Running a push notification test is hard when you’re not aware of every variable. It’s easy to say that you want to A/B test your content, but can you sit down and list out every element of a push notification that you ought to test?

Let’s say you’re drafting a series of push notifications as part of a new lifecycle campaign. You’ve read about the importance of A/B testing, and you want to optimize your messaging by delivering the content that resonates best with your users.

This is a good idea in theory, but what does it entail? What should you test to optimize your push notifications? Is it better to simply test everything?

To answer those questions, we created a step-by-step guide that lists out every major push notification component you can A/B test along with an example of when you should test it. This is the best way to launch an end-to-end push notification test. If you’re ready, let’s dive in.

Message Copy

push notification test

What Is It?

The most obvious element of a push notification to A/B test is also one of the most important. The copy is the message — it’s the reason why you’re reaching out to your users in the first place. Without well-written, relevant copy, even the most timely message could be regarded as spam.

Consider experimenting with tone and message length in your variants. You can tweak your tone of voice with anything from word choice to emoji usage. It’s also difficult to predict what message length will work best for your users until you test it.

When Should I Test It?

If you’re developing a new push notification strategy, it could be a good idea to A/B test your message copy before introducing dynamic factors like personalization. This will help you develop best practices that are specific to your audience to guide you through future campaigns.

At the same time, if your personalized messages aren’t providing the results you’d like, it may be a good opportunity to go back to the drawing board and A/B test your copy.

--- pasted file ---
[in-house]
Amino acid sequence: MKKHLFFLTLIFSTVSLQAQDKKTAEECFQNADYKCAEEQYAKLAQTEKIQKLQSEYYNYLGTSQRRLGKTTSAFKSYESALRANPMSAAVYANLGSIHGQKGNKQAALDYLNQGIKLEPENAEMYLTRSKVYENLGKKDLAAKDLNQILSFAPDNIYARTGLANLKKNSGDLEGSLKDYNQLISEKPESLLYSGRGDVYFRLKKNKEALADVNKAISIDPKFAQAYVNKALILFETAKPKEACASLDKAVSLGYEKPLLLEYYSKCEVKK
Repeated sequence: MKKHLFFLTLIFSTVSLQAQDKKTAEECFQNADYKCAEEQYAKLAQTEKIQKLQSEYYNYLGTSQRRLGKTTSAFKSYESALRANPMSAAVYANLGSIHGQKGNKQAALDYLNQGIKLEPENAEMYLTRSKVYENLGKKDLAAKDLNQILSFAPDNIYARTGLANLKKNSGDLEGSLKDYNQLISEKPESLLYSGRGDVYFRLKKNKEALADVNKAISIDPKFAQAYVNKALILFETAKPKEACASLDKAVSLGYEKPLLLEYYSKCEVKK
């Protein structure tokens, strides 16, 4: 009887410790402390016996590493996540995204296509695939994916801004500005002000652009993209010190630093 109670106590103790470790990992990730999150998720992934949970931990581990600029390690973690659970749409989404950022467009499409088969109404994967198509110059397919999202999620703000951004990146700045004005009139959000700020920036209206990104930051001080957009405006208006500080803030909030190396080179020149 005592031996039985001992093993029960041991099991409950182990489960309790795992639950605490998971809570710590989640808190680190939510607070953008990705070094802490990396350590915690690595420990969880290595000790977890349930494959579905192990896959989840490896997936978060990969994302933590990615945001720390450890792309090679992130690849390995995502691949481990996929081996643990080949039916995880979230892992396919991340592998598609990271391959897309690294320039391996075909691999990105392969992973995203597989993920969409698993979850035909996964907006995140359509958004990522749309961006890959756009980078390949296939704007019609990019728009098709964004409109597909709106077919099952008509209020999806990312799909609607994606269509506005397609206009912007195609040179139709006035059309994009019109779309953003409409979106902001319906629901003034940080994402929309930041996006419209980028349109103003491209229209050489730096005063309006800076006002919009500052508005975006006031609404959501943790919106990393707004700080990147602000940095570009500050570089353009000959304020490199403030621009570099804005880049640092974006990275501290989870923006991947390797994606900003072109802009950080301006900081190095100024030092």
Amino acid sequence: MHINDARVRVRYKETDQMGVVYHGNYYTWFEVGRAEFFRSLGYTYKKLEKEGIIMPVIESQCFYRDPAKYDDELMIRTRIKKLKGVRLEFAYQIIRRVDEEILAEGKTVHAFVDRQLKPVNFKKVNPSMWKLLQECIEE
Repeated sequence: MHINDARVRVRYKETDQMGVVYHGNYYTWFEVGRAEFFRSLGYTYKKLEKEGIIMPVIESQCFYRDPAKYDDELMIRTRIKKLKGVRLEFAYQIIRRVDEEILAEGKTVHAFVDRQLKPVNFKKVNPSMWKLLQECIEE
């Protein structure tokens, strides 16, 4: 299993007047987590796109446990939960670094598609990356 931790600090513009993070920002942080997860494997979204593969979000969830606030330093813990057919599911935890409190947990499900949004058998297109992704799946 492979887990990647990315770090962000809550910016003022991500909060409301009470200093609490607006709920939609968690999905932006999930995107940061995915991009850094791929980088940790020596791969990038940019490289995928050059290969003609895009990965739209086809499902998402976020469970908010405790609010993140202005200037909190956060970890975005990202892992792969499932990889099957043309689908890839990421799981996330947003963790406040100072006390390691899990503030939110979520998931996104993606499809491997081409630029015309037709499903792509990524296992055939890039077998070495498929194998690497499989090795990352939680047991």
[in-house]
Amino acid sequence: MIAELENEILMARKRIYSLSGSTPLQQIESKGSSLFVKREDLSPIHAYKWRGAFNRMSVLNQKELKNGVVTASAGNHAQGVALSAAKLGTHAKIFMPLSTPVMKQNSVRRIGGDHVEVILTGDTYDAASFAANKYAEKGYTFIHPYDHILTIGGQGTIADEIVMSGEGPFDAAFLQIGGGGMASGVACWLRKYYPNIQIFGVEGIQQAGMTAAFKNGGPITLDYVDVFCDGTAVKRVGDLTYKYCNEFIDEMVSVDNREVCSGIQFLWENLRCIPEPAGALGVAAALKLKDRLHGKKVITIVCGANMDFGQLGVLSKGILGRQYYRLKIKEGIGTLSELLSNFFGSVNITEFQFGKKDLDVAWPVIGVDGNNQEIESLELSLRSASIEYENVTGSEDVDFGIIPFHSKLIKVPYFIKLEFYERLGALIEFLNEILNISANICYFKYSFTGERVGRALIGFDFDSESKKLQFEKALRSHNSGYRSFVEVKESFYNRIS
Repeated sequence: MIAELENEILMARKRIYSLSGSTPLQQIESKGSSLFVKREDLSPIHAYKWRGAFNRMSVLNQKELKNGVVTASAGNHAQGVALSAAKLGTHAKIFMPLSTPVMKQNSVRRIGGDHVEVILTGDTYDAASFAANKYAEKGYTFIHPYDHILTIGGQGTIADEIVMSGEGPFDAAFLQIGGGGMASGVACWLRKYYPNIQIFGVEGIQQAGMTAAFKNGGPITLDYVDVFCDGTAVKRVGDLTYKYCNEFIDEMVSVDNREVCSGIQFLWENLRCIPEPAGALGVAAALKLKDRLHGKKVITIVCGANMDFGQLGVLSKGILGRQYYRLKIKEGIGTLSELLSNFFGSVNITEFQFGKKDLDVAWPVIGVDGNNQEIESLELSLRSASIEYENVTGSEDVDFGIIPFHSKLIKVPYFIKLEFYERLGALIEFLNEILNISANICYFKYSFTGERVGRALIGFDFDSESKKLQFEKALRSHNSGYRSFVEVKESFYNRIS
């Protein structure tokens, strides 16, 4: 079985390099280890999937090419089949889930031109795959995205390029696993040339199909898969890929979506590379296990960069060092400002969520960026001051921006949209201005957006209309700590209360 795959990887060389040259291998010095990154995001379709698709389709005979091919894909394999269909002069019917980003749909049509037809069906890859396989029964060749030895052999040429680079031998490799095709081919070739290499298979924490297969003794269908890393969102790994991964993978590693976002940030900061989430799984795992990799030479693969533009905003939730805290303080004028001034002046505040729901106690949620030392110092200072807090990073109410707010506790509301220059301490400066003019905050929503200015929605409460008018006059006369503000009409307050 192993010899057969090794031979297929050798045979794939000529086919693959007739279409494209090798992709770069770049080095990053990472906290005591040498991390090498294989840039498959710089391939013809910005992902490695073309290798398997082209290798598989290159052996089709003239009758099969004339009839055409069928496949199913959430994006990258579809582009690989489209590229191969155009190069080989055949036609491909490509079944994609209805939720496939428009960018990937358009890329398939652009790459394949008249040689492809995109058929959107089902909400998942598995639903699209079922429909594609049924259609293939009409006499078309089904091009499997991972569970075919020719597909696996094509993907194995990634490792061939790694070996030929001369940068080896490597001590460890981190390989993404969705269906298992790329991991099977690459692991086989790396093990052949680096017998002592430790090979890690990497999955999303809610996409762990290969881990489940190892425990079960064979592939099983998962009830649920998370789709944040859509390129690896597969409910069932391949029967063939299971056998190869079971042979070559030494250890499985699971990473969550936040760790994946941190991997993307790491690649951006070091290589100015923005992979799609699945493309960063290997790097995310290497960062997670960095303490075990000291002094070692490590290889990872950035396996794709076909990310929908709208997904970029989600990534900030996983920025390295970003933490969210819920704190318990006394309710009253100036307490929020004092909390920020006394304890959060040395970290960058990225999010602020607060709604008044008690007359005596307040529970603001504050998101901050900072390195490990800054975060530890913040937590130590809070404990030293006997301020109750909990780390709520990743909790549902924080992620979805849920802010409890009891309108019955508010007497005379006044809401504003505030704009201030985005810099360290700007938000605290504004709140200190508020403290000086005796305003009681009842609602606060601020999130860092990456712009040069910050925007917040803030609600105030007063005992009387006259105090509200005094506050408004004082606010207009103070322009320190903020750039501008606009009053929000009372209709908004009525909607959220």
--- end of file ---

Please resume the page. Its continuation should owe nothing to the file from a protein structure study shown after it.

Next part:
Rich Push Notifications

push notifications what to test

What Are They?

Rich push notifications were first introduced in iOS 10 and Android 4.1. Compared to traditional text-only push notifications, rich push messages allow mobile teams to include images, audio, and other media. It’s also possible to customize the message buttons and layout, as shown above.

Rich push presents a big opportunity for companies looking to increase push notification engagement, but it’s not a one-size-fits-all solution. Users don’t always want to load an image or a gif with their push notifications, especially if text would have worked just as well. Deciding when and where to use rich push notifications is a good reason to run a mobile A/B test.

When Should I Test Them?

If your push notification engagement is in a slump, try experimenting with rich push notifications. Adding some variety to your messages could give them an engagement bump.

Even if you already use rich push notifications, you can compare different types of media, like images versus gifs. Rich push virtually guarantees that you’ll grab the user’s attention, so you can iterate on it to find the media that best converts user attention into taps.

Audience Segments

how to test a push notification

What Are They?

Putting aside the push notification content, there’s another factor that’s important to optimize: who you target. Rather than sending messages to all of your app users, you can target your push notifications to audience segments. These segments are groups of users filtered by a given criteria, such as app usage time or in-app events triggered.

It is tempting to test your push notification content on your whole audience and make generalizations from that, but this approach may not tell the whole truth. For instance, what if rich push notifications perform well as a whole, but a specific segment of your audience never reads them? You run the risk of losing these users if you keep sending them rich push notifications, even if that strategy works well on average.

By A/B testing your push notifications on different segments, you can customize the content that each user group experiences.

When Should I Test Them?

Once you’ve established a few best practices for your overall message content, consider delving into your app usage stats to determine if any segments of your audience respond in a surprising way.